• The Boycott, Divestment, and Sanctions (BDS) movement encourages individuals and businesses to refrain from doing business in Israel or with Israeli companies. In response, Arkansas in 2017 enacted a law that required companies contracting with the state to certify that they would not boycott Israel. The Arkansas Times sued, alleging that the requirement violated the First Amendment. Eighth Circuit (en banc): You could read the law that way, but we read it narrowly to cover only non-expressive economic conduct. Dissent: Nothing narrow about this law.
  • Missouri sex offenders cannot be within 500 feet of any public park with playground equipment. Jackson County sheriff interprets this to prohibit such folks from being present at a homeless shelter near a playground, so he and his deputies conduct shelter sweeps for offenders. The shelter sues, the sheriff resigns, and the county shifts its tune and tells the court it won’t prosecute people seeking the shelter’s services. Eighth Circuit: Well then, the shelter’s claims against the county are moot. And qualified immunity for the sheriff.
  • Sacramento, Calif. cop says, “F— this guy, I’m going to hit him” before attempting to ram the man with a police cruiser. The cop and his partner then shoot the man 14 times. He dies. The man’s father settles his lawsuit for $719k; the man’s siblings’ suit takes multiple trips up and down the federal courts. Ninth Circuit: Not anymore. Their First Amendment claim to familial association (their last remaining claim) doesn’t survive because . . . well, it just doesn’t.
  • Parolee in Hawai’i is evicted and gives her a parole officer a new telephone number that doesn’t work, a P.O. box that doesn’t receive mail, and an address where she isn’t present when an officer visits. A warrant issues. Seven years later, after her parole normally would have ended, she’s arrested—and loses her home, business, and pets while she’s detained. Ninth Circuit: Yeah, that’s how skipping parole works. Tough. [Ed: A rogue element among the staff wishes to commend the court for adding the ‘okina in Hawai’i and to upbraid the rest of the staff for failing to do so up until now.]
  • Employees at Tampa, Fla. power plant respond to ammonia leak without first donning protective gear. A violation of OSHA’s HAZWOPER standard? (For the uninitiated, that’s the Hazardous Waste Operations and Emergency Response standard.) OSHA: Yep, pay this $9k fine. Eleventh Circuit: Reversed. HAZWOPER only applies to “uncontrolled” releases, and this was a controlled release from an overpressurized pipe; it gave workers a chance to sort things out before the pipe burst.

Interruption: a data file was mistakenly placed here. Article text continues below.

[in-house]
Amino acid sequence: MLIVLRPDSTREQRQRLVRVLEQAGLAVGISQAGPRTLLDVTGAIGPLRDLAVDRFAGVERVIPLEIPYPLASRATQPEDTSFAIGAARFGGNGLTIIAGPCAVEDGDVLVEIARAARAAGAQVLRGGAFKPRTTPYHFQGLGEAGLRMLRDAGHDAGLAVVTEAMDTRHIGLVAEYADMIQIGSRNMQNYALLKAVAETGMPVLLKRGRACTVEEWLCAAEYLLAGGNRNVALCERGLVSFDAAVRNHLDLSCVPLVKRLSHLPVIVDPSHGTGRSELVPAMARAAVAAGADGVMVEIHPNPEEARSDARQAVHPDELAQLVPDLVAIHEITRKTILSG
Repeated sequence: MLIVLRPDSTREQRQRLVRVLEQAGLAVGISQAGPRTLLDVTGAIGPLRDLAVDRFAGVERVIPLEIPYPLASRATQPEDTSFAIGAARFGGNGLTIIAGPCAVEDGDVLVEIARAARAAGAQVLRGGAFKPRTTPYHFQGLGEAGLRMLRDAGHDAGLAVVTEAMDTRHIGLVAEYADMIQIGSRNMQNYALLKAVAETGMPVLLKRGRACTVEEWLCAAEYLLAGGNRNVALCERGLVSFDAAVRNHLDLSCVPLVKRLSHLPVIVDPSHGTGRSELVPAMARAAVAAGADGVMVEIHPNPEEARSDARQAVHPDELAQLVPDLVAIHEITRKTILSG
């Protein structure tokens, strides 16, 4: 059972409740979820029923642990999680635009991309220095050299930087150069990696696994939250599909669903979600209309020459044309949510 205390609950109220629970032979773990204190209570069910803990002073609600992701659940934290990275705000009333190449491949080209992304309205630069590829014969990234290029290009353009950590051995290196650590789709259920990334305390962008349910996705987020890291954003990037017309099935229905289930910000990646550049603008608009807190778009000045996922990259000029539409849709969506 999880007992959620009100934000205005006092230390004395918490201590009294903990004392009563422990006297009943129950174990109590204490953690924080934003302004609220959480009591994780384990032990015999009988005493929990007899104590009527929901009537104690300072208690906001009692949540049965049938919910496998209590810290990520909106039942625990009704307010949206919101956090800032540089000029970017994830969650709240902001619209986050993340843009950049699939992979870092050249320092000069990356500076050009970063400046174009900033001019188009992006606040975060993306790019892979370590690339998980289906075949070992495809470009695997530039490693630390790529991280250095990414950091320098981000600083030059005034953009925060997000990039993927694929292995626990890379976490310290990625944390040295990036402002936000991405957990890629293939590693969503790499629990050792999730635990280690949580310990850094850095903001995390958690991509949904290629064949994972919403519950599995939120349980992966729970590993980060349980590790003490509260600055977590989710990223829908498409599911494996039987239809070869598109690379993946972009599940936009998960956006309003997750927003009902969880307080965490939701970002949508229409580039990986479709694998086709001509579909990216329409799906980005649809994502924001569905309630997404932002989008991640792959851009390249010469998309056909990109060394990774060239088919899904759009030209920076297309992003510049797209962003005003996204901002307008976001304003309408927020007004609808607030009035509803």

• And in en banc news, the Fifth Circuit will reconsider its decision permitting the ATF to redefine the word “machinegun” to include bump stocks, rendering them illegal and requiring the owners of up to 520k legally purchased bump stocks to relinquish or destroy them—on pain of felony prosecution.
  • And in amicus brief news, IJ is asking the Ohio Supreme Court to uphold an appeals court ruling that power companies are not entitled to an “irrebuttable presumption of necessity” whenever they want to take land by eminent domain. Instead, the state constitution requires meaningful, fact-based review to ensure companies don’t condemn more property than is actually needed for public use.

This week, the Supreme Court handed parents and students a major victory in Carson v. Makin, an IJ case, ruling that if states offer tuition assistance for families to use at private schools, they cannot prevent families from choosing to send their children to schools that teach religion. Maine officials had argued that the state was not violating the First Amendment because it did not exclude schools from its program because they are religious; rather, it excludes them if they teach religion. That distinction, which the First Circuit had embraced, is no longer of constitutional significance. Click here to read more. Or click here for the podcast, the latest episode of which covers the decision.